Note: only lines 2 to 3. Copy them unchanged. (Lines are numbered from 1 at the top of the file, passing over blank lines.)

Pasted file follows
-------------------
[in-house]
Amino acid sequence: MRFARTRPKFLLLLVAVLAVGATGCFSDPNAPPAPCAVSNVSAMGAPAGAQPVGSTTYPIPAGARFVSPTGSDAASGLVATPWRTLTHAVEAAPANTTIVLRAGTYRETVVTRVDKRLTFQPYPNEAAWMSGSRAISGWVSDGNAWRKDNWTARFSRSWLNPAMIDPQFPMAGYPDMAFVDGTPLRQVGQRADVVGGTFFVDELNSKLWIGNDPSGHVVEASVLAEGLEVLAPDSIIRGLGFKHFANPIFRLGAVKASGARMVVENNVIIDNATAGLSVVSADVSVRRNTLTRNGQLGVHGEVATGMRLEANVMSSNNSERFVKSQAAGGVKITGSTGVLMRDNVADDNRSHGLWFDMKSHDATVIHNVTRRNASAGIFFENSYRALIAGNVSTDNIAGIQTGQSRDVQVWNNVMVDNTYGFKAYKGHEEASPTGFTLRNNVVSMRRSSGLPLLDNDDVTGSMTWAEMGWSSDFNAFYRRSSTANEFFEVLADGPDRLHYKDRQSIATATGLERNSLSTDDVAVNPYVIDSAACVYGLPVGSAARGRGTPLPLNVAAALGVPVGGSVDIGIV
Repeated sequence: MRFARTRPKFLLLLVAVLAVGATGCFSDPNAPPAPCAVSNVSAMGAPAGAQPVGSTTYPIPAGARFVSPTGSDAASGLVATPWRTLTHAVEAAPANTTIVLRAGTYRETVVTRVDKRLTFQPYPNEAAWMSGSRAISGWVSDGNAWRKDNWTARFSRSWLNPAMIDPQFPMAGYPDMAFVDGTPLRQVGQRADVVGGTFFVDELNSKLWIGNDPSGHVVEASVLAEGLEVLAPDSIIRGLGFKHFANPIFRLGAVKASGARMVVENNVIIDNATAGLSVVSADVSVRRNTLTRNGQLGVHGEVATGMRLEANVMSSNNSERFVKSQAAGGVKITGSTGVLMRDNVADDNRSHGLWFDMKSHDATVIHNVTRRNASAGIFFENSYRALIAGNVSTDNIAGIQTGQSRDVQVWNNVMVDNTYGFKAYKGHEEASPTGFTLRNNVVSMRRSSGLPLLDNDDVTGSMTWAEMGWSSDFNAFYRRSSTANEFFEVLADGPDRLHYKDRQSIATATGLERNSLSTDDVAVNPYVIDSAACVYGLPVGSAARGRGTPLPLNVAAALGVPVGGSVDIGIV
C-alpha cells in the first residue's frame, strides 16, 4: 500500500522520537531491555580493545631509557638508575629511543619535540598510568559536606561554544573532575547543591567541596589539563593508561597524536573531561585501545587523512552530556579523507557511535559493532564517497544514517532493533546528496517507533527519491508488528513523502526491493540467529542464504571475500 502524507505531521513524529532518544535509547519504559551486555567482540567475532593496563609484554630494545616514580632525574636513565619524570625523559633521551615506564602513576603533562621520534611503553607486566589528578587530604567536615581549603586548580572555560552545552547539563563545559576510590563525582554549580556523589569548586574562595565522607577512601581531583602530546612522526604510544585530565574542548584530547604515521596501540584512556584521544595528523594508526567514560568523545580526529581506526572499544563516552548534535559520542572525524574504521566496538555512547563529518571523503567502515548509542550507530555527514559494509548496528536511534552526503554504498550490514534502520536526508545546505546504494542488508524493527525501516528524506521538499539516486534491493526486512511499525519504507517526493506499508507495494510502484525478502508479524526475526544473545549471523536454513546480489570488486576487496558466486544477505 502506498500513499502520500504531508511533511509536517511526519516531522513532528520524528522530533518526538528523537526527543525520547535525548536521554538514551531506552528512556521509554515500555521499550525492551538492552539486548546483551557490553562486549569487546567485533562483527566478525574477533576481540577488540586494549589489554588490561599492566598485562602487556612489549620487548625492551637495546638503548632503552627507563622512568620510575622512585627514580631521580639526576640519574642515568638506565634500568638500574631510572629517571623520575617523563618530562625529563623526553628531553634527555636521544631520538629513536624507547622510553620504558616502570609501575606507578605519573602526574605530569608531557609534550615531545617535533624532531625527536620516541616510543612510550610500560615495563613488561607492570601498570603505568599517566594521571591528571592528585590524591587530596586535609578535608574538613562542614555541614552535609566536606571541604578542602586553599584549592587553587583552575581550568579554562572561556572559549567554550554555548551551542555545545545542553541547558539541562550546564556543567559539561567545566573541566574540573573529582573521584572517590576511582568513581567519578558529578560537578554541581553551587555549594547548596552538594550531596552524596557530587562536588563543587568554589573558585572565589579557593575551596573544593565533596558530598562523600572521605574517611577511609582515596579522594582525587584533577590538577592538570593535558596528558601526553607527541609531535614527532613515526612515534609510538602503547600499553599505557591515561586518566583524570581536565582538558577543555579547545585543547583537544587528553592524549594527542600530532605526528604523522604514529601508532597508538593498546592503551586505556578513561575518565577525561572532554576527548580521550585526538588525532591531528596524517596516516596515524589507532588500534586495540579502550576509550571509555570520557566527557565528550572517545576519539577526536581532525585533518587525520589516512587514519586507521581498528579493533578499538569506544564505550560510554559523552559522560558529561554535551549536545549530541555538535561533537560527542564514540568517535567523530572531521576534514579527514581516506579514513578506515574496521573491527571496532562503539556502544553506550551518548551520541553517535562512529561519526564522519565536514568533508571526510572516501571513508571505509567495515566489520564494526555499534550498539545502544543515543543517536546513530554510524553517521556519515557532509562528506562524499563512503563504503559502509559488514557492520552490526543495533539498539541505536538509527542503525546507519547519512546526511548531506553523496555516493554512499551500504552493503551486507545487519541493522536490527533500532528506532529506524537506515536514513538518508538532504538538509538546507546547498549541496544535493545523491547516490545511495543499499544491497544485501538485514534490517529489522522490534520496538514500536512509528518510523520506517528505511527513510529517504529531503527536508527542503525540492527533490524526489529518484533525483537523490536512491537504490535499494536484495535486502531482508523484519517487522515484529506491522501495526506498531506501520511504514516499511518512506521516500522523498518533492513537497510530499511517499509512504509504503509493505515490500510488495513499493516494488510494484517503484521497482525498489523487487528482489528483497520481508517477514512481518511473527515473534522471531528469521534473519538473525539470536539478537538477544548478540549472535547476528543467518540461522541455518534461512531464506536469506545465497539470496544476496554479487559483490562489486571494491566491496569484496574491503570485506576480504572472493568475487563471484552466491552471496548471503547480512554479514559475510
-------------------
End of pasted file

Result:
Amino acid sequence: MRFARTRPKFLLLLVAVLAVGATGCFSDPNAPPAPCAVSNVSAMGAPAGAQPVGSTTYPIPAGARFVSPTGSDAASGLVATPWRTLTHAVEAAPANTTIVLRAGTYRETVVTRVDKRLTFQPYPNEAAWMSGSRAISGWVSDGNAWRKDNWTARFSRSWLNPAMIDPQFPMAGYPDMAFVDGTPLRQVGQRADVVGGTFFVDELNSKLWIGNDPSGHVVEASVLAEGLEVLAPDSIIRGLGFKHFANPIFRLGAVKASGARMVVENNVIIDNATAGLSVVSADVSVRRNTLTRNGQLGVHGEVATGMRLEANVMSSNNSERFVKSQAAGGVKITGSTGVLMRDNVADDNRSHGLWFDMKSHDATVIHNVTRRNASAGIFFENSYRALIAGNVSTDNIAGIQTGQSRDVQVWNNVMVDNTYGFKAYKGHEEASPTGFTLRNNVVSMRRSSGLPLLDNDDVTGSMTWAEMGWSSDFNAFYRRSSTANEFFEVLADGPDRLHYKDRQSIATATGLERNSLSTDDVAVNPYVIDSAACVYGLPVGSAARGRGTPLPLNVAAALGVPVGGSVDIGIV
Repeated sequence: MRFARTRPKFLLLLVAVLAVGATGCFSDPNAPPAPCAVSNVSAMGAPAGAQPVGSTTYPIPAGARFVSPTGSDAASGLVATPWRTLTHAVEAAPANTTIVLRAGTYRETVVTRVDKRLTFQPYPNEAAWMSGSRAISGWVSDGNAWRKDNWTARFSRSWLNPAMIDPQFPMAGYPDMAFVDGTPLRQVGQRADVVGGTFFVDELNSKLWIGNDPSGHVVEASVLAEGLEVLAPDSIIRGLGFKHFANPIFRLGAVKASGARMVVENNVIIDNATAGLSVVSADVSVRRNTLTRNGQLGVHGEVATGMRLEANVMSSNNSERFVKSQAAGGVKITGSTGVLMRDNVADDNRSHGLWFDMKSHDATVIHNVTRRNASAGIFFENSYRALIAGNVSTDNIAGIQTGQSRDVQVWNNVMVDNTYGFKAYKGHEEASPTGFTLRNNVVSMRRSSGLPLLDNDDVTGSMTWAEMGWSSDFNAFYRRSSTANEFFEVLADGPDRLHYKDRQSIATATGLERNSLSTDDVAVNPYVIDSAACVYGLPVGSAARGRGTPLPLNVAAALGVPVGGSVDIGIV